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Tuesday, August 10, 2010

Flawed Genius-Diego Maradona and The Year Of Broken Pathways

Look at any ranking of "Best Soccer Player of All Time" and Diego Maradona is number 1 or very close to it. Physically short and stocky, he nonetheless grew into a giant on the field. At his height he took Argentina to the very zenith of the soccer world, virtually singlehandedly. He has also scored, in the infamous 'handball goal' match against England, what is recognised as the best goal ever scored. He passed through the entire English side and the ball never touched his right foot.

But that is on the field. Off the field he strikes a tragic figure and today we'll turn to his 43rd. 'Year of Broken Pathways' to see just how tragic. Remember all the years of 'Broken Pathway':- 19,31, and now 43 are featured in this blog. In every case we look at life altering moments, somewhat outside of the individual's control, that took several years to resolve (in Diego's case until his next 'Year of Revolution' at 48). I did this analysis blind at the request of a fellow blogger, so remember just how powerful 'Life Cycles' is as a predictive tool. I don't really know much about soccer either.

Throughout his career he has been known for his drug abuse (particularly cocaine) and his romantic indiscretions, which he owned up to in his autobiography. Since retiring in 1997 he had gained a lot of weight, spent time in a Cuban rehab centre and continued with a reckless lifestyle. When he was 43 he came to his lowest point. On 18th April, 2004 he suffered a major heart attack, following a cocaine overdose and was admitted to intensive care in a Buenos Aries hospital. During the 12 days he was there he said:- "I saw death up close". His ex-wife said, that committing him for psychiatric care in a local hospital against his wishes in May, was the only way to save his life. Interestingly it was in the same year that he and Claudia Villafane divorced. Apparently he did not take this well either with Claudia saying:- " He doesn't want to acknowledge it, he still keeps wearing the wedding ring". She also said he couldn't cope with fame:- "He always said he had been taken to the top of the mountain, but once there nobody told him what to do".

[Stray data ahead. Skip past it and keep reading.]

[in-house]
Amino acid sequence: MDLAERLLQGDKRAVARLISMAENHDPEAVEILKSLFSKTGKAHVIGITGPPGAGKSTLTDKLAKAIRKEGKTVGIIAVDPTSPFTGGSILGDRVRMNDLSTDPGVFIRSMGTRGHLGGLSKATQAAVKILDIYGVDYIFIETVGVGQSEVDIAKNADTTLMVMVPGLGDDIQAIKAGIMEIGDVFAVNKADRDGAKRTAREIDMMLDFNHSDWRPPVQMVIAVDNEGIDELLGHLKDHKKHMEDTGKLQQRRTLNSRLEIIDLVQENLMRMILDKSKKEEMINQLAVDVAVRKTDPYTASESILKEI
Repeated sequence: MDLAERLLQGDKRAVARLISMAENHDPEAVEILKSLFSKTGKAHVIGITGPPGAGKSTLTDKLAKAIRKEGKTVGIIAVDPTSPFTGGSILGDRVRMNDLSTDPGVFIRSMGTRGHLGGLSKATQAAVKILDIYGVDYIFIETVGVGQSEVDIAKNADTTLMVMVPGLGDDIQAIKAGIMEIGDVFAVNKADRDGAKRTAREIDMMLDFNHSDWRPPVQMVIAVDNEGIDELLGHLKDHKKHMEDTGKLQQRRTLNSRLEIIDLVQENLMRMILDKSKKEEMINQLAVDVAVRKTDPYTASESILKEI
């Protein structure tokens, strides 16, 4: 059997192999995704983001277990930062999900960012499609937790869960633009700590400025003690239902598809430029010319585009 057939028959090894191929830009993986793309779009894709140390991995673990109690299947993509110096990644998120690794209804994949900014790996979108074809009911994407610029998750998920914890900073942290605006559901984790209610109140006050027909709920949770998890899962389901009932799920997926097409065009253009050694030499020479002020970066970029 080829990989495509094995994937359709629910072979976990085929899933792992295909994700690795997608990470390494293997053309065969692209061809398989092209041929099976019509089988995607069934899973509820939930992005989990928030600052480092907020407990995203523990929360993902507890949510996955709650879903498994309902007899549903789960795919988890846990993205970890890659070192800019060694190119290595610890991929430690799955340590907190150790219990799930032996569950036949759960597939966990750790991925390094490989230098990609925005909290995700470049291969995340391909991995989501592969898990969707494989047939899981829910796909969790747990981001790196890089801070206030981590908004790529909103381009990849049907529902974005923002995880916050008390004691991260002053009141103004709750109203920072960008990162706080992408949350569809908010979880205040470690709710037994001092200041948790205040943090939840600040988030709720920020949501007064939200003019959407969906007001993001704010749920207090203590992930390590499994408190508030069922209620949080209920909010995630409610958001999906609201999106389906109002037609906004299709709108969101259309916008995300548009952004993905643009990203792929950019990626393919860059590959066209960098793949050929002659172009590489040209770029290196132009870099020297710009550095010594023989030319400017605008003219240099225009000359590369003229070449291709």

So he certainly had an uphill battle from there. You can't get much lower. His own family took an injunction against him leaving the country. He even met the Argentine President to discuss it. What happened over the next couple of years? Well he went on to become good friends with his ex-wife and they travelled together to Napoli in 2005 for a series of homages. He also went on Argentine TV in 2007 to say that he had not touched drugs for 2 1/2 years. With alcohol it took longer however. In March, 2007 he was admitted to a hospital in Buenos Aries and treated for hepatitis, brought on by alcohol abuse. After this he vowed publicly to quit drinking.

Has this story of tough love and even tougher redemption got a good ending? Yes, I'm pleased to say it has and just before his 48th birthday, he learned of his upcoming confirmation as coach of Argentina. Yes this was to happen in his 48th 'Year of Revolution', just as retirement had marked his 36th 'Year of Revolution'. His most devoted fans call themselves "the Church of Maradona" (now 120,000 members). They rang in the year DD 48 (or After Diego) carrying a "goalary":- an over-sized rosary with 34 beads, which is the number of goals he scored for Argentina.

'Life Cycles' is the only theory where you get this analysis. Nowhere else! You don't see 'the hand of God' at work in that controversial goal, but you may choose to see it in the extraordinary predictive power of 'Life Cycles'. So, till we meet again:- "May the cycles always bring you good fortune".


  1. If anyone thinks fame or success brings happiness, they need to read more about people like Diego.

  2. This is a very nice article. I like the way you define how life cycles.